Captain Pedrozo (USN, Ret.) is an Associate Professor at the Naval War College's International Law Department in the Center for Naval Warfare Studies (email: firstname.lastname@example.org). Previously, he was the Staff Judge Advocate for Commander, US Pacific Command. He has also served as a Special Assistant to the Under Secretary of Defense for Policy and as the head of the Navy's International and Operational Law Division. This paper was completed on 8 December 2009. Unless otherwise stated, the websites referenced were last accessed on the date that the article was completed
Raul (Pete) Pedrozo; Preserving Navigational Rights and Freedoms: The Right to Conduct Military Activities in China's Exclusive Economic Zone. Chinese Journal of International Law 2010; 9 (1): 9-29. doi: 10.1093/chinesejil/jmq007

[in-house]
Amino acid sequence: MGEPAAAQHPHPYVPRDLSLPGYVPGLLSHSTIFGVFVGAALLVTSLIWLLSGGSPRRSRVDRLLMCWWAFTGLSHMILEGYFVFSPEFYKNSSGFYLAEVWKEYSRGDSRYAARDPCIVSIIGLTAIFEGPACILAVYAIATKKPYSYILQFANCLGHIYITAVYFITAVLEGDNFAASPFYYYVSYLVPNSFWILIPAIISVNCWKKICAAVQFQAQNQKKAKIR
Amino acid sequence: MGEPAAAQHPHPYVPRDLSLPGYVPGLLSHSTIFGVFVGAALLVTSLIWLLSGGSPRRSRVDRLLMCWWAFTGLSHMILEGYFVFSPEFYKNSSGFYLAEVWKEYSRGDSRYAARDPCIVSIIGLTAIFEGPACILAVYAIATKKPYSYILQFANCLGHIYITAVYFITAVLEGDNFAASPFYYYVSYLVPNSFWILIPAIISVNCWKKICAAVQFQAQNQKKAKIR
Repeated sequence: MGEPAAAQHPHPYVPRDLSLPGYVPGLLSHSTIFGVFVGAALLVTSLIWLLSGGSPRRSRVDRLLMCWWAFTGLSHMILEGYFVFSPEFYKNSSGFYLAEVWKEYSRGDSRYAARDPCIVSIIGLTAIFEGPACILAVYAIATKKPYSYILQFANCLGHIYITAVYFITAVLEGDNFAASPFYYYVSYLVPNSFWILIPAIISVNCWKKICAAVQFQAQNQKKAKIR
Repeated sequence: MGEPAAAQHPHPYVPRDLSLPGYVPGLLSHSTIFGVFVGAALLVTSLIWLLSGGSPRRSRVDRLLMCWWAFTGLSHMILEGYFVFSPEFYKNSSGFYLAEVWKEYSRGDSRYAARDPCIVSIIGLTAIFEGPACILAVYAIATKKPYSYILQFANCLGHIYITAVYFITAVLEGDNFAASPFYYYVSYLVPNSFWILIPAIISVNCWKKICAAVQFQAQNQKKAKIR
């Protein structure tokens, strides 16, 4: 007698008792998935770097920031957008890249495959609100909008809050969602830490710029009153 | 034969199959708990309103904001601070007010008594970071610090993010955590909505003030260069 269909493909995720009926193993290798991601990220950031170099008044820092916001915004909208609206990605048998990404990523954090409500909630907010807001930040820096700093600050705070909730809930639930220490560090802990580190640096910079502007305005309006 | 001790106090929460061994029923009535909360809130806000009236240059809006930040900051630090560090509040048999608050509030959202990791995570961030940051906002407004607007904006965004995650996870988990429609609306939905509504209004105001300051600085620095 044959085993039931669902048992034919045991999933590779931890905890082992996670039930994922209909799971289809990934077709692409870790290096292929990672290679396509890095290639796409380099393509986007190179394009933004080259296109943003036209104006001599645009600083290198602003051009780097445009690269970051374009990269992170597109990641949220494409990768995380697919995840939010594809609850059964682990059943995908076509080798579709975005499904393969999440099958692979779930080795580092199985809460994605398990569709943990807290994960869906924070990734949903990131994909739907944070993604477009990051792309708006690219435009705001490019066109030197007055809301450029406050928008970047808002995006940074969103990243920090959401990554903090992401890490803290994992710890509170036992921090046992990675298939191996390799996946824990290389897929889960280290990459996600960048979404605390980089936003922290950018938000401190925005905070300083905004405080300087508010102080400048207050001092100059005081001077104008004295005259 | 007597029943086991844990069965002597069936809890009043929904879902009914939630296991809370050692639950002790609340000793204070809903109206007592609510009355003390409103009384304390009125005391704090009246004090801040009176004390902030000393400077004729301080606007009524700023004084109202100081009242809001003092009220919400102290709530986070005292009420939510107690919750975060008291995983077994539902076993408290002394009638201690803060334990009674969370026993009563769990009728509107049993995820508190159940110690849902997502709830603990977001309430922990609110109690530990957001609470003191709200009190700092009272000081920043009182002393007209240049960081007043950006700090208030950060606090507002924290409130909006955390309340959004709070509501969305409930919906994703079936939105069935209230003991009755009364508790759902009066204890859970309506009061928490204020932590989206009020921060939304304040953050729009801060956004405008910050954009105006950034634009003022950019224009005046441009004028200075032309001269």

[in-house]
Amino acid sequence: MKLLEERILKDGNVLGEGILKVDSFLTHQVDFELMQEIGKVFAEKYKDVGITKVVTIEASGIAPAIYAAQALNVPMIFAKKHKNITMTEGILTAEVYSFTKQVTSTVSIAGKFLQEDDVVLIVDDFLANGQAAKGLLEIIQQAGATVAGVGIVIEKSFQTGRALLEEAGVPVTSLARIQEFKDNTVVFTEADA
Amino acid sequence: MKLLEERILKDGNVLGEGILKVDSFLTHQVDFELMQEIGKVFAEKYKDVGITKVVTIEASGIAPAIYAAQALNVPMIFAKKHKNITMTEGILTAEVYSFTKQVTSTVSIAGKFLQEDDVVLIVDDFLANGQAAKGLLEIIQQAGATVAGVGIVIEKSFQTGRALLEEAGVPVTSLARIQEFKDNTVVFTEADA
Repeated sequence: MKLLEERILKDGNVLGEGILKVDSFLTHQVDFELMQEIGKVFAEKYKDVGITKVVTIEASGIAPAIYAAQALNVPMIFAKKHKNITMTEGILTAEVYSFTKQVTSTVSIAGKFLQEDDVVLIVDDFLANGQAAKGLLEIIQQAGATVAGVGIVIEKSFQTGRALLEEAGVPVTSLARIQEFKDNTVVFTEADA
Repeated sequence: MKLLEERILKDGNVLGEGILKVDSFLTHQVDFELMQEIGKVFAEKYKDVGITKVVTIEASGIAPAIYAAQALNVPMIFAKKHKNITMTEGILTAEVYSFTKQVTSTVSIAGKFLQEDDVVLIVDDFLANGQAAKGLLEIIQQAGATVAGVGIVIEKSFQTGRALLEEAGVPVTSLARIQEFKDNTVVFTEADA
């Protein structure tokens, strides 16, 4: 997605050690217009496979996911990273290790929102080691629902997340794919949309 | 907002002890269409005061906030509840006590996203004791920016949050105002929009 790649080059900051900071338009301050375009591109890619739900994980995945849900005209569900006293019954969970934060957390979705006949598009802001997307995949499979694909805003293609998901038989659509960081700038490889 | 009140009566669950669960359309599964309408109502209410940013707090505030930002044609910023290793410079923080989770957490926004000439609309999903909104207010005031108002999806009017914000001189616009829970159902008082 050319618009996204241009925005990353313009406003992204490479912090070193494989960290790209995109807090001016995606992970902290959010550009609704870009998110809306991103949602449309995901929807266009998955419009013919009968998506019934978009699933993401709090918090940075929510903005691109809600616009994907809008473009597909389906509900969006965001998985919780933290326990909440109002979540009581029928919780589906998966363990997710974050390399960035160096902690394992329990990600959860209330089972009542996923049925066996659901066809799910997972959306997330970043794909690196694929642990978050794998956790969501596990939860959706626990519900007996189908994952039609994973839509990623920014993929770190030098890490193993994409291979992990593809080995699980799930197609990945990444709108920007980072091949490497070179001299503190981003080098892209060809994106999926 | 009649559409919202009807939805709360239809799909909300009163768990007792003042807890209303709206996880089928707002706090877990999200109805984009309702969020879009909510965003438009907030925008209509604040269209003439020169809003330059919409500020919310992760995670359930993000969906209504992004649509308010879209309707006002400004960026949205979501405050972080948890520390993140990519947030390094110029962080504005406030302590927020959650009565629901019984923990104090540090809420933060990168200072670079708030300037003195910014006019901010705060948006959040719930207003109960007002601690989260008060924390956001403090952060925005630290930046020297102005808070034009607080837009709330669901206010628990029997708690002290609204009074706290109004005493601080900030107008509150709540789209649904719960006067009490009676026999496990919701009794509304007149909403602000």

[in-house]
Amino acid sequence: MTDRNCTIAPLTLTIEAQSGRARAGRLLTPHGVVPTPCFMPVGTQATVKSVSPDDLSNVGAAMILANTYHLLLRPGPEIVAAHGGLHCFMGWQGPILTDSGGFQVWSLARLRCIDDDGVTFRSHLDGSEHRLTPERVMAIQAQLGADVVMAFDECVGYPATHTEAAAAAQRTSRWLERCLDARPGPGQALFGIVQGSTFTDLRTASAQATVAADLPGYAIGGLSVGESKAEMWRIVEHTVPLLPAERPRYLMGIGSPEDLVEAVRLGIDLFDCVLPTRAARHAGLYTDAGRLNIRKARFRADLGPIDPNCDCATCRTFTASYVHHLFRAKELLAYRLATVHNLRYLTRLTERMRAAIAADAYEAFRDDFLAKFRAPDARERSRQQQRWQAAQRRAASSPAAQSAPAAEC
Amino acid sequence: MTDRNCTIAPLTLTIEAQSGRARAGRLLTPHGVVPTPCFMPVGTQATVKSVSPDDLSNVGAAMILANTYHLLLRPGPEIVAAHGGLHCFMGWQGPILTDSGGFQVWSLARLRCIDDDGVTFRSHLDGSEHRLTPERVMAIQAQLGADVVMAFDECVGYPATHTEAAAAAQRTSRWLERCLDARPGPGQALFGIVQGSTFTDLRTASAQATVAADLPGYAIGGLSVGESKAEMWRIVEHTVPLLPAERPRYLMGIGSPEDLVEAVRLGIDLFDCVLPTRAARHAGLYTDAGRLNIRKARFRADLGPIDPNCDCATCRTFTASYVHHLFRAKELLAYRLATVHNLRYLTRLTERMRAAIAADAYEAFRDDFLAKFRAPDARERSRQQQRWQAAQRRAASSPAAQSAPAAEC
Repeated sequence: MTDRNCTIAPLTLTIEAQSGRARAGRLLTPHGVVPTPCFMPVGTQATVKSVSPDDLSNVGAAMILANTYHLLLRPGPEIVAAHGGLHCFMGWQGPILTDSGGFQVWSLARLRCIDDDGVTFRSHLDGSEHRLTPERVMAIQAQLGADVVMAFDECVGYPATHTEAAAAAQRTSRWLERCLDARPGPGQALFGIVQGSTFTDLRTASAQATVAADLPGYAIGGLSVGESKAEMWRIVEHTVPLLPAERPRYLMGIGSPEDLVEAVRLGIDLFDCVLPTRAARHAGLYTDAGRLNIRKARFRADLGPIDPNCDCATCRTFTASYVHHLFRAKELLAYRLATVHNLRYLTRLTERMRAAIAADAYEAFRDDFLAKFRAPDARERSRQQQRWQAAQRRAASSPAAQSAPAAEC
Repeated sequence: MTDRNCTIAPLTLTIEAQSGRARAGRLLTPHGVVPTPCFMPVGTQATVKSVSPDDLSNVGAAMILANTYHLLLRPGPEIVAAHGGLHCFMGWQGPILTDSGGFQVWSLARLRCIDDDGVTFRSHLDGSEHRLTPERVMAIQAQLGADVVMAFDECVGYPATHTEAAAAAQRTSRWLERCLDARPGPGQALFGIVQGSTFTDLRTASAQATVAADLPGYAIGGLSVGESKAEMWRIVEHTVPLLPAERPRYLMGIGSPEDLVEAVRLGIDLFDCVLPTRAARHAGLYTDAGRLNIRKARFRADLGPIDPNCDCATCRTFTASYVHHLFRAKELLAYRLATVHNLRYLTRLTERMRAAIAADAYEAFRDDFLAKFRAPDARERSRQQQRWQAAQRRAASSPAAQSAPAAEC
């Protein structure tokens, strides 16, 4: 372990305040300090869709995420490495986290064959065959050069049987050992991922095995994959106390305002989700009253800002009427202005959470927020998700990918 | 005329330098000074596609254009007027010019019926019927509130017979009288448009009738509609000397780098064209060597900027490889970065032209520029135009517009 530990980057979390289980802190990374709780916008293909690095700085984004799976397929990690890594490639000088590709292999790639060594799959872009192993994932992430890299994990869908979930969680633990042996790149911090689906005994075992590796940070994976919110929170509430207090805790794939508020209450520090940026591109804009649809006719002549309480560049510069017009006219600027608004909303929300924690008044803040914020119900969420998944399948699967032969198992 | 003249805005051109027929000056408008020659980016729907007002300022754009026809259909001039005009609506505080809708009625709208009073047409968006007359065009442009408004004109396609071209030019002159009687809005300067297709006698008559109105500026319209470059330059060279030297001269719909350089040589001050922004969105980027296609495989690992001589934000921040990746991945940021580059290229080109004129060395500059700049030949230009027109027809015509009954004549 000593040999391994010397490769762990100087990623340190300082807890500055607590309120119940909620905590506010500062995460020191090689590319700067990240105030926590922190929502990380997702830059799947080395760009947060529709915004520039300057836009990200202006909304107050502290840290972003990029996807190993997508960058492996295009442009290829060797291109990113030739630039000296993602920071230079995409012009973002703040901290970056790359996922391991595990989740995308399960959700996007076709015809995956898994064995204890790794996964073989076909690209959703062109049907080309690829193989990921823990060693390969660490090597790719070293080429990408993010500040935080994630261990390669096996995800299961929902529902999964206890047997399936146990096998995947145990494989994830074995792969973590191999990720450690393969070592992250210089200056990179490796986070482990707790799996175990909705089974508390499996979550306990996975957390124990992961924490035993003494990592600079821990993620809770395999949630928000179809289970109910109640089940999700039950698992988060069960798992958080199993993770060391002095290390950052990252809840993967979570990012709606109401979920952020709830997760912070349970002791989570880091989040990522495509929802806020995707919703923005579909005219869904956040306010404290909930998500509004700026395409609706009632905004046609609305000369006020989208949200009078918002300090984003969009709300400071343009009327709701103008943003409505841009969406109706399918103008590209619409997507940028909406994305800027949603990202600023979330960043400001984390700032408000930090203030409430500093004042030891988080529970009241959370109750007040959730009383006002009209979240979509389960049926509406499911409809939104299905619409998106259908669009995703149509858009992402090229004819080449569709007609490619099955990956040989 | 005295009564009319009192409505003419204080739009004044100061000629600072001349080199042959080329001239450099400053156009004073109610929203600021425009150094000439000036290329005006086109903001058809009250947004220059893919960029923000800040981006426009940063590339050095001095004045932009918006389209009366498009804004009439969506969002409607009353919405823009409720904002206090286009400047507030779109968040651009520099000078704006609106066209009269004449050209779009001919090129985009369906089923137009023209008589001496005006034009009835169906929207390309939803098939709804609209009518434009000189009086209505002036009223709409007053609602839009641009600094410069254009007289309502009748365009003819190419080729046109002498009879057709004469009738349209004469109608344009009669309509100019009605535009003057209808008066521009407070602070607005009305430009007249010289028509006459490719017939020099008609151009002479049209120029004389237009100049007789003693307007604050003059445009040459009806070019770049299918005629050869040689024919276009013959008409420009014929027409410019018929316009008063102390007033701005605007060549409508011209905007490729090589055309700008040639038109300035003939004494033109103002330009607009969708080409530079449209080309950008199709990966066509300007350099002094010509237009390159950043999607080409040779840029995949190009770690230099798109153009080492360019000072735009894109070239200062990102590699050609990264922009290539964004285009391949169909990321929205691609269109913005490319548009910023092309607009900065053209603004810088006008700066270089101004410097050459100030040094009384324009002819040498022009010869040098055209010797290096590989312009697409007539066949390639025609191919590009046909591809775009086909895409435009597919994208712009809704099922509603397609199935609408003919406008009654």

China's views on coastal State authority in the exclusive economic zone (EEZ) are not supported by State practice, the negotiating history of the United Nations Convention on the Law of the Sea (UNCLOS), or a plain reading of Part V of the Convention. All nations may legitimately engage in military activities in foreign EEZs without prior notice to, or consent of, the coastal State concerned. Efforts were made during the negotiations of UNCLOS to broaden coastal State rights and jurisdiction in the EEZ to include security interests. However, the Conference rejected these efforts and the final text of the Convention (Article 58) ultimately preserved high seas freedoms of navigation and overflight and other internationally lawful uses of the seas related to those freedoms, to include military activities, in the EEZ.